Skip to main content

BTR #1

In this the first of the series we shall look at the Steering and Sailing Rules which instruct vessels in sight of each other how to conduct themselves.  You should now open your copy of the NAVIGATION RULES COMTINST,  read and understand the actual wording. 

 
International:
Rule 4:  States that these Rules always apply.
Rule 5:  States that you must always keep a proper look-out.

Inland:
Rule 4:  States that these Rules always apply.
Rule 5:  States that you must always keep a proper look-out.

So there is the message for all boating in all waters follow the Rules and keep fully alert to what is happening around you.

Tips:

If you are the boat operator ALWAYS wear your lifejacket as there will not be time for you to put it on and look after other persons in the boat if something does go wrong.  Of course all children should have their jackets in CHILD size and be wearing them. 

NAUTICAL LOG has been boating for 60 years and on arriving at the launching site parking lot puts his lifejacket on.  Yes there is usually some smart guy who makes a remark and he is often the same guy who later in the day goes aground, runs out of fuel or smacks into another boat.  Never a weekend seems to go by without some such "wiseguy" getting into trouble!!

Another useful tip is always get a Vessel Safety Check sticker know what it is about and ask the Examiner's advice about the locale.  So until next time,

Good Watch.

Comments

Popular posts from this blog

HOW TO WEAR A LIFEJACKET

A popular U.S.-based cruise ship style
A popular European ferry style

Several times during the year NAUTICAL LOG has had visitors searching for lifejacket instructions. With two just over Christmas we decided to publish something for everybody to see and read.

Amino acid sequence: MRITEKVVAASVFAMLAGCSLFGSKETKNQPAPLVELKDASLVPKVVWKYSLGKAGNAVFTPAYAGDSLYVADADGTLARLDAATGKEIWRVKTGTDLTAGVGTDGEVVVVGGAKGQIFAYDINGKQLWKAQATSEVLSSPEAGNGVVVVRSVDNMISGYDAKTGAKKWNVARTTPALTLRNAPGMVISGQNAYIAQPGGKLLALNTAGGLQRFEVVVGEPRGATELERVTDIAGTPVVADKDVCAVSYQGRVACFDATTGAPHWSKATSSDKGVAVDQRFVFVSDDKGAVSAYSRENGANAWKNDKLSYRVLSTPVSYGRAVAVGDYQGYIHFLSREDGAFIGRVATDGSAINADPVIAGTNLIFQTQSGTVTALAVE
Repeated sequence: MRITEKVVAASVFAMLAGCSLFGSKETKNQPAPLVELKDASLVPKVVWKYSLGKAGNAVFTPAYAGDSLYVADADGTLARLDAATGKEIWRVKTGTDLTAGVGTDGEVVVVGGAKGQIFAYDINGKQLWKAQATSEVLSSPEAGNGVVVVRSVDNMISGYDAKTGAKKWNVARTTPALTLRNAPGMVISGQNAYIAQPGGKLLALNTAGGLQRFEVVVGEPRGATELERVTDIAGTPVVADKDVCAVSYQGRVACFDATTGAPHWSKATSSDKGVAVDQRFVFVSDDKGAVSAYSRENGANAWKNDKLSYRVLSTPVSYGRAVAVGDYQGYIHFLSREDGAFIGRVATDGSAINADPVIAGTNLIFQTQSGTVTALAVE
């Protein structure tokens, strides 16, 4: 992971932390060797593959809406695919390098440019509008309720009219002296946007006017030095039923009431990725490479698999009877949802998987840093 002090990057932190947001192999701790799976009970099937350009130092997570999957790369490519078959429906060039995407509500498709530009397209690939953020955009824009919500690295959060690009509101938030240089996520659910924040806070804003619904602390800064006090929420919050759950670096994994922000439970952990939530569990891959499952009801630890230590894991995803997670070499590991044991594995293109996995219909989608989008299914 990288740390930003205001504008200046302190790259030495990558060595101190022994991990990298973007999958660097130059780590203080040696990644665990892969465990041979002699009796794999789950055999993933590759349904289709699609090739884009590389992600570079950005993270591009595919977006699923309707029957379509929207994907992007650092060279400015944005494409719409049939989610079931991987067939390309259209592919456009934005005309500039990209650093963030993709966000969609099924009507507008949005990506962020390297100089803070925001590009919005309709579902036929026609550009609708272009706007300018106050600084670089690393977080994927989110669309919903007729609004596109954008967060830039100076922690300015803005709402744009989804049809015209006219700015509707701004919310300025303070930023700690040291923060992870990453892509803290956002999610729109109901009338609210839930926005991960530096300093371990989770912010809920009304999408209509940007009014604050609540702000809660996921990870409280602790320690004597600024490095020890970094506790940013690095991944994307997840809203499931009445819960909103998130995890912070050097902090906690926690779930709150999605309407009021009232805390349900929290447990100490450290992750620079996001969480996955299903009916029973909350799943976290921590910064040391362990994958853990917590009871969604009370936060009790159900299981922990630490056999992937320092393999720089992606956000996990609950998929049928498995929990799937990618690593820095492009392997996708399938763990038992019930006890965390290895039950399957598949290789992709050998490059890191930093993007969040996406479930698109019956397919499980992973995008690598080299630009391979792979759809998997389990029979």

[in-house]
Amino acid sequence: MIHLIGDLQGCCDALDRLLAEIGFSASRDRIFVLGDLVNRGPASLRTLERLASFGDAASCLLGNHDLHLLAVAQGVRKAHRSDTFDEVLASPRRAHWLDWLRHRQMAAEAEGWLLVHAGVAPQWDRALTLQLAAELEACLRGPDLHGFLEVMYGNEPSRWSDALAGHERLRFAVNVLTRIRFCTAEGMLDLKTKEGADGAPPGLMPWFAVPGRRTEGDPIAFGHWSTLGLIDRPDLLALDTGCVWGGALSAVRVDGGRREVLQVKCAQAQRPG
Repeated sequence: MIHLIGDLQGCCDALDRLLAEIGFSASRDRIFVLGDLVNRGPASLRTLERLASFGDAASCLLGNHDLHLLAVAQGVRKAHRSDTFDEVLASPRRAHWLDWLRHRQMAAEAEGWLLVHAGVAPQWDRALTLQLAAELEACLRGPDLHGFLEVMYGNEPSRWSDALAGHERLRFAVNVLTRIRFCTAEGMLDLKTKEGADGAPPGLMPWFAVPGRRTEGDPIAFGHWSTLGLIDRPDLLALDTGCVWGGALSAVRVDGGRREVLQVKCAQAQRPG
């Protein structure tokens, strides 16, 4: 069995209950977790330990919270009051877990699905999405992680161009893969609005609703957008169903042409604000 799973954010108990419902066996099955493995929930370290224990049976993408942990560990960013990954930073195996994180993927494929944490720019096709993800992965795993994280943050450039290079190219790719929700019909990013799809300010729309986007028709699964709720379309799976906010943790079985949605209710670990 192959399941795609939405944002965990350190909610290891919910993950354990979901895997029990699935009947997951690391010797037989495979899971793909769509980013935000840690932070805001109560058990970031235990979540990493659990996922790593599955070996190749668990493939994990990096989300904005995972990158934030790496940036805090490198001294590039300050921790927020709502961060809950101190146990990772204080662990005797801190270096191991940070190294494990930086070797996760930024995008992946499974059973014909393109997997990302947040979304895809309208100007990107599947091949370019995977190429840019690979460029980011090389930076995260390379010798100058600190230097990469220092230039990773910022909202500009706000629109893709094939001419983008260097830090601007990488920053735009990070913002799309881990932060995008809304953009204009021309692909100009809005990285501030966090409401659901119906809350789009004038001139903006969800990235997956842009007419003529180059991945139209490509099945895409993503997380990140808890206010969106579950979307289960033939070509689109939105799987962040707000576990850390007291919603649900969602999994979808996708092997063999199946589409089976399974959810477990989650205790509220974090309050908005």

Choose a Coast Guard approved life-jacket and make sure it is undamaged. Make sure life-jackets are readily accessible, never locked away. Check the fit, there are adult, child and infant sizes, the correct one MUST be used. Choose bright colour life-jackets so as to be seen easily by Search and Rescue (SAR).Put your life-jacket ON BEFORE you leave the berth. Make sure you have a light and whistle attached AND they BOTH WORK.
Good Watch

ISM CODE - AUDITING

Ships now operate under the International Management Code for Safe Operation of Ships and for Pollution Prevention (ISM Code).  Since this is a Post on Auditing NAUTICAL LOG, who is a Trained Auditor, will not go through the requirements as these can be found on the Internet and in your local nautical bookshop - you do have a bookshop hopefully as they are a dying breed.  There are two types of Audit an External Audit and an Internal Audit.


The External Audit consists of the Flag State or an outside Auditing Firm coming into the Company and going through all the Protocols, Procedures and associated Manuals.  They may also hold a drill simulating a situation in one of the Company's vessels and observe the results of the Shore Staff dealing with it.  NAUTICAL LOG has been through this experience with two very different Companies and believe me it is a long, difficult, trying day not made any easier by the subsequent debrief.  The External Auditor then prepares a Report which causes a…

AN tSEIRBHIS CHABHLAIGH

This month saw the commissioning into the Irish Naval Service of a new Class of Irish Naval vessel more of the Frigate size than the previously Corvette size.  However they are all classed as Patrol vessels, the new vessel is LÉ Samuel Beckett P61.NAUTICAL LOG wishes her well and a successful service.


The older vessels saw unbelievable service and value for money the first being commissioned in 1979 and continued through the '80's and 90's into the 21st. Century.  During those years in addition to patrolling the stormy seas around the rugged Irish coast they made passages across the Western Ocean to the United States and Canada, south to South America as far as Argentina, and east to Asia as far as Korea.  Such passages are really remarkable for such small vessels and show the competence of Irish seafarers who as Naval Officers and Merchant Marine Officers train together.

Good Watch.